Visiting the Galapagos Islands is a once-in-a-lifetime trip that is guaranteed to leave a lasting impression no matter when you go. However, there are certain times of the year when particular animals are more active than others so if you have a list of wildlife that you simply have to see then it is a good idea to plan your trip accordingly. Below you will find our Galapagos wildlife calendar with details of which animals take the spotlight each month and where best to find them.
January sees hordes of green turtles heaving themselves out onto the beaches of the islands to lay their eggs, a great spectacle for visitors to watch from a safe distance. Also this month, marine iguanas begin to change color as part of their breeding cycle and giant tortoise eggs begin to hatch, revealing some not-so-giant tortoises.
This month sees greater flamingos start to nest on the island of Floreana and marine iguanas nest on Santa Cruz. It is the peak season for Galapagos doves to nest and marks the start of the breeding season for black-tailed pintails. Giant tortoise eggs are still hatching at this point.
As the rainy season reaches full force, marine iguanas start to nest on Fernandina and North Seymour, and towards the end of the month the Waved Albatross begins to arrive on Espanola island. Another exciting event is the arrival of Galapagos penguins on Isabela Island.
If you missed the green sea turtles laying their eggs in January, now you will have the chance to watch them hatch. Land iguana eggs also start to hatch on the island of Isabela. Male frigate birds on Genovesa and San Cristobal woo their mates with the sight of their red throat pouches.
May sees the waved albatross on Espanola begin to lay their eggs and the eggs of the marine iguanas on Santa Cruz start to hatch. On North Seymour the blue footed boobies perform their mating dance and all over the islands the band-rumped storm petrels start the first of their two nesting seasons.
June is a good month to spot some unfamiliar birds in the Galapagos - the islands are a popular pit stop for species migrating north. The giant tortoises on Santa Cruz begin migrating to the lowlands and on Genovesa island, short-eared owls also begin their mating season.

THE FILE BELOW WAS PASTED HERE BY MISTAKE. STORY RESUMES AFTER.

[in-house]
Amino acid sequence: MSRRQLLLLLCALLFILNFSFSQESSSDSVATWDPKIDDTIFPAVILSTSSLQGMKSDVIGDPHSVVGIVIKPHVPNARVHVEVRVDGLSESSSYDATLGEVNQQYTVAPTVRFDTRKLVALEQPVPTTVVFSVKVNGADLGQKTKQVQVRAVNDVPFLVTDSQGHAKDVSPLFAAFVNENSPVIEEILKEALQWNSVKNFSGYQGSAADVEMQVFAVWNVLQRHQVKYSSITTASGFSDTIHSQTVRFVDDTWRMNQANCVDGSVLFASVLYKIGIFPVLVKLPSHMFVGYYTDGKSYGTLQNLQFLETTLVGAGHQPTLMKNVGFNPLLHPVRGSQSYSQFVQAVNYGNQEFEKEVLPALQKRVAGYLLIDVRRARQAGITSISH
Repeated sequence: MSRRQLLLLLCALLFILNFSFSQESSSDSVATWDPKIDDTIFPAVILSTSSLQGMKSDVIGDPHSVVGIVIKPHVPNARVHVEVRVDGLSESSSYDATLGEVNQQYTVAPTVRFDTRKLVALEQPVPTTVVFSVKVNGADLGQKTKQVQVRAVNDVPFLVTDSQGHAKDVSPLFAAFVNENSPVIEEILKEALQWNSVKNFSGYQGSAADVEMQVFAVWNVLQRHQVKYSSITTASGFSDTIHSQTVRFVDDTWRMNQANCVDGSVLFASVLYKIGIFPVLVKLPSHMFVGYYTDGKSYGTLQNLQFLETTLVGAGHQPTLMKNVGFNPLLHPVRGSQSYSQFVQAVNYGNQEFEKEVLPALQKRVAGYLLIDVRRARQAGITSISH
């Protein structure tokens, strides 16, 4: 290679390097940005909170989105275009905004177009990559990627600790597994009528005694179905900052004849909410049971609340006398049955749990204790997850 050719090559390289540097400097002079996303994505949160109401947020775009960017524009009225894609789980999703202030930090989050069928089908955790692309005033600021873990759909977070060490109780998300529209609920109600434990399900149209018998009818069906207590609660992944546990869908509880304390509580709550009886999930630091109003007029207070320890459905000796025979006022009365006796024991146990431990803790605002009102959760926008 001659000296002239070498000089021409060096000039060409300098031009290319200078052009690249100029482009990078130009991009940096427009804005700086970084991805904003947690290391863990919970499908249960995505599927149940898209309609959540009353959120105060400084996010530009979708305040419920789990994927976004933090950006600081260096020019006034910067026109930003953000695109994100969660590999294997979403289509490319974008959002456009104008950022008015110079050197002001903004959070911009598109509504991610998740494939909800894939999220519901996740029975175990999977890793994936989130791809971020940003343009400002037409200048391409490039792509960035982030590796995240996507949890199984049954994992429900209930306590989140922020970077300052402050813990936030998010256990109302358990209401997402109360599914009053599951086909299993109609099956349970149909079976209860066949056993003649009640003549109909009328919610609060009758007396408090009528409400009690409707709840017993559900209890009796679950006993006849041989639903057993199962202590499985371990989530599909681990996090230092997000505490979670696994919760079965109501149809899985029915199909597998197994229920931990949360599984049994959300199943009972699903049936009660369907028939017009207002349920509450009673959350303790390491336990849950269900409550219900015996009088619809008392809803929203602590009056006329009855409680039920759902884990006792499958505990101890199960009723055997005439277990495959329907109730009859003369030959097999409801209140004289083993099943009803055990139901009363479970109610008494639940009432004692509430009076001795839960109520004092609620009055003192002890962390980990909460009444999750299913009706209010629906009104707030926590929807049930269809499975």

Now is the time to look to the seas, particularly off the coast of Isabela. Hordes of whales and dolphins will fill this section of water and off the coast of Wolf and Darwin islands whale sharks can often be seen. Inland, adorable blue-footed booby chicks can be spotted and lava lizards start their mating season, which usually lasts until around November.
August is the month to spot adorable sea lion pups as the birthing season begins. They can often be seen hauled out on the beaches with their mothers. They are very protective of their new-borns, so keep a safe distance at all times. Giant humpback whales tend to pass through the region in August and Galapagos hawks begin their mating rituals on Espanola and Santiago.
The main event in September is the sudden rush of activity by the Galapagos penguins on Bartolome Island. There is also a lot going on with the sea lions as males bark and fight constantly to win or defend the females. Humpbacks can still be seen and whale sharks are often spotted in the northwest of the archipelago.
October sees the peak of the Galapagos fur seal mating season and the start of the nesting period for lava herons. Giant tortoises are still laying their eggs at this point and whale sharks can still be found off the coasts of Wolf and Darwin islands.
Finally, the sea lions are old enough to interact with visitors without causing their mothers any concern. This is the best time to see these animals. Brown noddies and green sea turtles start to mate and the band-rumped storm petrel commences its second nesting period. In the water, a number of different jellyfish can be found.
The rainy season is starting by December and waved albatross fledglings are beginning to take to the skies. Green sea turtles are mating and the earliest giant tortoise hatchlings begin to emerge. It's getting towards the end of the fur seal breeding season but there are still plenty of youngsters about.
To help you plan your adventure to the Galapagos, here's some more handy travel resources:
Best Places to Visit - the top islands of the Galapagos
Best Time to Visit - climate and weather of the Galapagos
Top Travel Tips - information on currency, what to pack and more